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Great Lakes Monitoring

Air Indicators
Atmospheric Deposition of Toxic Pollutants

What is Atmospheric Deposition?

Atmospheric deposition occurs when pollutants are transferred from the air to the earth's surface. Atmospheric deposition has been shown to be a significant source of pollutants to the Great Lakes and other water bodies. Pollutants can get from the air into the water through rain and snow, falling particles, and absorption of the gas form of the pollutants into the water.

Why Persistent Toxic Substances are a Problem

EPA monitors levels of PCBs, organochlorine pesticides, and polycyclic aromatic hydrocarbons (PAHs) in the air and precipitation of the Great Lakes. These persistent bioaccumulative toxic substances (PBTs) can accumulate in wildlife, causing reproductive problems and other harmful effects. Many fish in the Great Lakes have high concentrations of these pollutants (thousands or even millions of times higher than levels in the water), making them unsafe for both people and wildlife to eat. In humans, PBTs have been linked to reduced birthweight, developmental problems in children, neurological problems, and immune system disorders. Many are also suspected carcinogens.

For people, the main route of exposure to these substances is through consumption of contaminated fish and wildlife. For PAHs, but not for PCBs and organochlorine pesticides, inhalation is also an important way that people are exposed. Click on the fish to learn more about levels of toxic pollutants in fish.


The atmospheric pathway is important for many toxic substances since they can remain in the environment long after they have been produced or used. Since these pollutants do not break down easily, they can travel long distances in the air before depositing onto land or water. These chemicals can deposit to the ground or bodies of water, and if it's warm enough they can then revolatilize back into the air. This cycle can occur numerous times, with the chemicals traveling to cooler places until the air is not warm enough for revolatilization to occur. This is sometimes called the "grasshopper effect" or global distillation. This is why high levels of PBTs can be found in the cold Arctic, far away from cities and factories.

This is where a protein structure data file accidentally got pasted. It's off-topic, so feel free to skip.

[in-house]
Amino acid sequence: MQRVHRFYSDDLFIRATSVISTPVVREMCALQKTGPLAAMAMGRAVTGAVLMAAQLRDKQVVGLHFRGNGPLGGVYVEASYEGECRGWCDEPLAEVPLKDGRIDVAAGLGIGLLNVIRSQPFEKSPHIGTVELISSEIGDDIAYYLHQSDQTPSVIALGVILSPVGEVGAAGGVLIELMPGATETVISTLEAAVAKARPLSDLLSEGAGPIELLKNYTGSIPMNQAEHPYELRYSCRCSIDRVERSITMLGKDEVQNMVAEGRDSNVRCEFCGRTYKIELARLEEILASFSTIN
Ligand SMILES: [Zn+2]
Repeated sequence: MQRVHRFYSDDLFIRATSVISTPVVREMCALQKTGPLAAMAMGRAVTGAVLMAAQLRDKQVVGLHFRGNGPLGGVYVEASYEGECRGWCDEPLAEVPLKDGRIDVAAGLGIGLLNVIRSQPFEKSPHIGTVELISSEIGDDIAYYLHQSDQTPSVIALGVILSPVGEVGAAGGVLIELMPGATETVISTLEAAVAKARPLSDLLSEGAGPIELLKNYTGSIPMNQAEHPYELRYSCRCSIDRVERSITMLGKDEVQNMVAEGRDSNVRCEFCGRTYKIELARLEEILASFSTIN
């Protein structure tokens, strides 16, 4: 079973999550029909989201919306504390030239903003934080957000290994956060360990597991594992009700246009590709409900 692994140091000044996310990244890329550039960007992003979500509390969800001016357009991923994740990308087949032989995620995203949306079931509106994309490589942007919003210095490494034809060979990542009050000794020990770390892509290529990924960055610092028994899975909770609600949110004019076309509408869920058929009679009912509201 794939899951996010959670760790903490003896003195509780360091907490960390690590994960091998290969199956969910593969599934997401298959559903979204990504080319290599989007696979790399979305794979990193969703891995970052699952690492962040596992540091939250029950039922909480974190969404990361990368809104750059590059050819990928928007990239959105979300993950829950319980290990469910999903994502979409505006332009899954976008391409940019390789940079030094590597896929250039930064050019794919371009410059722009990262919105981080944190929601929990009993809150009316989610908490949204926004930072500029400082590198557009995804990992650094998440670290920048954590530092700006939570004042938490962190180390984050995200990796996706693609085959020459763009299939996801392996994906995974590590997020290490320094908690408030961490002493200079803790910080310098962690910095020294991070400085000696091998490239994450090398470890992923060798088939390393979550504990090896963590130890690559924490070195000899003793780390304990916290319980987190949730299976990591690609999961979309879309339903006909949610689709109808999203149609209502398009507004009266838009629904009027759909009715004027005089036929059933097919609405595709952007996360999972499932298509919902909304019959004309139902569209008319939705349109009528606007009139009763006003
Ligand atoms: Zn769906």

Types of Atmospheric Deposition

Pollutants are transferred from the air to the water through:

Pollutants may also come OUT of the Lakes through volatilization of gases from the water. Together, gas absorption and volatilization are called gas exchange.

EPA and its partners account for wet deposition, dry deposition, and gas exchange in their monitoring. They measure concentrations in rain and melted snow in order to calculate the amount transferred to the Great Lakes through wet deposition. Pollutants on particles are measured to determine the amount transferred through dry deposition.

Concentrations of pollutants in the gas form help determine the amount going into the Lakes through gas absorption. Air and water concentrations are both used to calculate how much volatilizes out of the Lakes. Generally, if the air is cleaner relative to the water, the net transfer of the pollutant will be out of the Lake. If the water is cleaner than the air with respect to that pollutant, the net transfer will be into the Lake. Gas exchange (absorption and volatilization) is the dominant atmospheric deposition process for many semivolatile persistent bioaccumulative toxic pollutants.

The Integrated Atmospheric Deposition Network

Together the U.S. EPA and Environment Canada operate a monitoring network that measures levels of toxic substances in the air of the Great Lakes region. The Integrated Atmospheric Deposition Network (IADN) was created under Annex 15 of the Great Lakes Water Quality Agreement. Samples of air and precipitation have been collected since 1990. Substances monitored by the network include polychlorinated biphenyls (PCBs), organochlorine pesticides, polycyclic aromatic hydrocarbons (PAHs), and trace metals (such as lead and cadmium).

For more information on IADN, see the network website.

A map of the sampling stations in the IADN is shown above. Five master stations, shown by red squares, are located in rural areas in order to represent background conditions (i.e., not affected by local pollution from urban areas) for each of the Lakes. Monitoring of all IADN substances in air and precipitation takes place at these stations.